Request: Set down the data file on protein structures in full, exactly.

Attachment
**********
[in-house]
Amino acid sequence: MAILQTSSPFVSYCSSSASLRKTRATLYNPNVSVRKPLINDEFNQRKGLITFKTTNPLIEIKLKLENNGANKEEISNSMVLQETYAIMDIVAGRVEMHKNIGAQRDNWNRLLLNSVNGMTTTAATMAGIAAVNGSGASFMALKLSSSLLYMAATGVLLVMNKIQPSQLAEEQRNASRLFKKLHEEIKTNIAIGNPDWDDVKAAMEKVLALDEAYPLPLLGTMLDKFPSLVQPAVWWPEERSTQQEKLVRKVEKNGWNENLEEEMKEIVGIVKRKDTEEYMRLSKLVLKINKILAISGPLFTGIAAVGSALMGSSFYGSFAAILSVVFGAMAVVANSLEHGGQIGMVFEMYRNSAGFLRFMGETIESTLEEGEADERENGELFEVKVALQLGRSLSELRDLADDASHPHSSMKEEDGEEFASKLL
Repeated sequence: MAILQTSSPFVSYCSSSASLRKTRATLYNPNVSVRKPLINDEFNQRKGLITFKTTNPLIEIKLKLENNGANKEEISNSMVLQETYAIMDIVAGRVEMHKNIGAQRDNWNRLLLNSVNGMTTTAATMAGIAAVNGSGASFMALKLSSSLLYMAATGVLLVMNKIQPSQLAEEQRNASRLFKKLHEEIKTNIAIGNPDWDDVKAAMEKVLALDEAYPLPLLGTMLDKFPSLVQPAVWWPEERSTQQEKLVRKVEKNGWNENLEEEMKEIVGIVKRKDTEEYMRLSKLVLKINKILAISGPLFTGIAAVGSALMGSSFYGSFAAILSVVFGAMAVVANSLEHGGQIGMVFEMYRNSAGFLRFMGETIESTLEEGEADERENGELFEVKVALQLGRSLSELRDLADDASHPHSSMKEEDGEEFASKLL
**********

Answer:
[in-house]
Amino acid sequence: MAILQTSSPFVSYCSSSASLRKTRATLYNPNVSVRKPLINDEFNQRKGLITFKTTNPLIEIKLKLENNGANKEEISNSMVLQETYAIMDIVAGRVEMHKNIGAQRDNWNRLLLNSVNGMTTTAATMAGIAAVNGSGASFMALKLSSSLLYMAATGVLLVMNKIQPSQLAEEQRNASRLFKKLHEEIKTNIAIGNPDWDDVKAAMEKVLALDEAYPLPLLGTMLDKFPSLVQPAVWWPEERSTQQEKLVRKVEKNGWNENLEEEMKEIVGIVKRKDTEEYMRLSKLVLKINKILAISGPLFTGIAAVGSALMGSSFYGSFAAILSVVFGAMAVVANSLEHGGQIGMVFEMYRNSAGFLRFMGETIESTLEEGEADERENGELFEVKVALQLGRSLSELRDLADDASHPHSSMKEEDGEEFASKLL
Repeated sequence: MAILQTSSPFVSYCSSSASLRKTRATLYNPNVSVRKPLINDEFNQRKGLITFKTTNPLIEIKLKLENNGANKEEISNSMVLQETYAIMDIVAGRVEMHKNIGAQRDNWNRLLLNSVNGMTTTAATMAGIAAVNGSGASFMALKLSSSLLYMAATGVLLVMNKIQPSQLAEEQRNASRLFKKLHEEIKTNIAIGNPDWDDVKAAMEKVLALDEAYPLPLLGTMLDKFPSLVQPAVWWPEERSTQQEKLVRKVEKNGWNENLEEEMKEIVGIVKRKDTEEYMRLSKLVLKINKILAISGPLFTGIAAVGSALMGSSFYGSFAAILSVVFGAMAVVANSLEHGGQIGMVFEMYRNSAGFLRFMGETIESTLEEGEADERENGELFEVKVALQLGRSLSELRDLADDASHPHSSMKEEDGEEFASKLL